1974 would be his best professional year. In the first game of the season against the Chargers, Amundson led the way with three touchdowns, as the Oilers beat San Diego 21-14.
While spending two seasons as an Oiler, he had four rushing touchdowns and one receiving touchdown. By 1975, he became a member of the Philadelphia Eagles, wearing #38.
In 1978, he tried to become a tight end for the then St. Louis Cardinals, but was injured in the preseason.
ISU Hall of Fame Class of 1998.
For those interested, here is an interview with Amundson from 2016.
Dave McCurry - 1973 NFL Draft - 5th Round, 130th Overall - Miami Dolphins
The Grinnell native played from 1970-1972, and is noted in Cyclone lore as the last Cyclone to play on both sides of the ball consistently before Joel Lanning.
As a defensive back, he would have 80 solo tackles, 7 interceptions, and 4 fumble recoveries.
He would appear in two games with the Patriots.
George Campbell - 1973 NFL Draft - 7th Round, 170th Overall - Atlanta Falcons
Campbell was a starter alongside Barry Hill in the 1972 Liberty Bowl, and was one of the few that wore a black armband that game. He was a two year letterwinner, winning a letter in 1971 and 1972 as a cornerback.
He and Geary Murdock were both invited to the Lion’s All-America Bowl
Drafted by the Falcons in the 1973 NFL Draft.
He didn’t play until 1976, where he played all fourteen games (while starting two) with the Eagles, for which he wore #37.
Geary Murdock - 1973 NFL Draft - 11th Round, 274th Overall - Minnesota Vikings
All-Big Eight in 1972.. They stayed together for 34 years. He played in the Lions’ Club All-American Bowl. Murdock was also an NCAA qualifier in wrestling
Murdock spent 1974-77 in the CFL with the Calgary Stampeders and the British Columbia Lions.
I wasn’t able to find much more about Murdock, apart from the fact he passed on March 27, 2007 at the age of 55.
There was a tree planted in living memory of him at Fish Creek Provincial Park in Calgary, Alberta.
Iowa State Hall of Fame Class of 2017.
Merv Krakau - 1973 NFL Draft - 14th Round, 344th Overall - Buffalo Bills
Krakau (pronounced CROAK-er) showcased his talents in the 1972 23-23 against #3 Nebraska . He recorded 11 tackles, 2 sacks, created and recovered 2 fumbles in the game. The game ended Nebraska’s 24 game winning streak with the final score being a 23-23 tie.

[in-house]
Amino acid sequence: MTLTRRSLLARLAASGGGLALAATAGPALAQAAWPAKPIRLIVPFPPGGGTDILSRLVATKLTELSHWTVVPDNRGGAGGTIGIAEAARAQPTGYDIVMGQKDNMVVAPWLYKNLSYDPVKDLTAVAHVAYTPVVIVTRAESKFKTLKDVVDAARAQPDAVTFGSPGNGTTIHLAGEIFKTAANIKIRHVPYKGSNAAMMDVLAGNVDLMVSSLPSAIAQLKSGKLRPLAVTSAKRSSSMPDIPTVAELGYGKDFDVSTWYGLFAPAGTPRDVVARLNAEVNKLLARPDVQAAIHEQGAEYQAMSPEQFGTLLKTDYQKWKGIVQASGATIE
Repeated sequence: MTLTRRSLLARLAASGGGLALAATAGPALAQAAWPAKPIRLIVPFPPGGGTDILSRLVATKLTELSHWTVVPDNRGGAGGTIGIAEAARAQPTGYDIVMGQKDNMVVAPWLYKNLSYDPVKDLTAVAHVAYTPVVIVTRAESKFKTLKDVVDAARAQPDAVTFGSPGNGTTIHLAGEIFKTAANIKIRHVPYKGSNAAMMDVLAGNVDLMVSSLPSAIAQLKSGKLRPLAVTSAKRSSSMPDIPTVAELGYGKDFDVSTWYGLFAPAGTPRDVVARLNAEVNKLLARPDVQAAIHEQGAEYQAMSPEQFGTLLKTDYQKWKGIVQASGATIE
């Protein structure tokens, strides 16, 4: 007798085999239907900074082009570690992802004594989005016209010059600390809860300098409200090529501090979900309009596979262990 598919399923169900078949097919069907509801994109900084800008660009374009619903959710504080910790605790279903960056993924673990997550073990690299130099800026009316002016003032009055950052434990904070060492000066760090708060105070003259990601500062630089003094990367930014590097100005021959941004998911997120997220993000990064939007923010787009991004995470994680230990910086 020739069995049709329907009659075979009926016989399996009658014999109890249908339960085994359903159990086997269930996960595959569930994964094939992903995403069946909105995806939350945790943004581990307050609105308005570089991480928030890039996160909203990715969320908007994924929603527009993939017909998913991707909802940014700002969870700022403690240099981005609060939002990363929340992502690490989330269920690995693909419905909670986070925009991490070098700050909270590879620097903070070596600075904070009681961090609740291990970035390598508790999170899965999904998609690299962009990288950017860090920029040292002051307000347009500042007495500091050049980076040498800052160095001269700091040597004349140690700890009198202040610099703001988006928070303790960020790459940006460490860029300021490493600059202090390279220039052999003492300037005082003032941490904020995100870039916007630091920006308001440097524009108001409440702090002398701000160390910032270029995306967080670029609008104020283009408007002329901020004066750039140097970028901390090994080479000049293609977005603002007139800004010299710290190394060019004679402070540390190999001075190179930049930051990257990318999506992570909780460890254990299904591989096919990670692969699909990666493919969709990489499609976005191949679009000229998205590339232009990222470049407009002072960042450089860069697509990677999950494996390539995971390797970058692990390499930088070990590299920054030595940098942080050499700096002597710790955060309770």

His efforts that week awarded him Big Eight Player of the Week and national lineman of the week for his outstanding play. Coach Majors called him the best pass-rusher on the 1972 squad, as evidenced by this sack here. He was Iowa State’s first defensive All-American.
In 1976, he led the Bills in tackles(132) and was second in the NFL in fumble recoveries.
He stayed with the Bills until 1978, before going to New England.
In 1983, he played one season with the Tampa Bay Bandits. (Part of the defunct United States Football League) He is in the third row wearing #52 in the above picture.
Matt Blair - 1974 NFL Draft - 2nd Round, 51st Overall - Minnesota Vikings
Blair is one of the best linebackers in school history. Dubbed a “monster back” by Coach Johnny Majors.
He was a part of the 1971 team that went to play in the Sun Bowl against LSU.
He chose Iowa State over Oklahoma and Oklahoma State due to the fact ISU offered him a scholarship, whereas OU and OSU wanted him as a walk-on.
“I remember Coach Majors and some of his assistants came down to recruit me and for some reason wanted to play me and a bunch of guys in basketball,” Blair said. “It was their way to get to know me. I thought it was pretty cool. It was something I’d never heard of.”
Classes are back in session and so is Cyclones 101! The first lesson of the semester is on the Monster Man, Matt Blair ('71-'73)! pic.twitter.com/pEgSkygWB9— Cyclones.tv (@CyclonesTV) August 28, 2017
Blair was an All-American in 1973.
While a member of the Vikings, he was selected to six Pro Bowls and played in two Super Bowls. Additionally, Blair is the Minnesota Vikings record holder for most blocked kicks in a career with twenty blocks. Arguably the best “Blair” to ever play for Minnesota.
Iowa State Hall of Fame Class of 1999.
Ike Harris - 1974 NFL Draft - 4th Round, 91st Overall - St. Louis Cardinals
Ike was an elite receiver in his time at Iowa State, catching 32 passes for 529 yards in his sophomore year of 1971. Playing alongside Keith Krepfle, and Willie Jones, the trio led the Cyclones to the 1971 Sun Bowl.
In 1972, he led the Cyclones to another bowl appearance, this time the 1972 Liberty Bowl. He caught two touchdown passes, including one to put Iowa State up 7-3 early in the game.
He would have a decent 1973, and he would finish his Iowa State career with 76 catches for 1,226 yards with 10 touchdown receptions.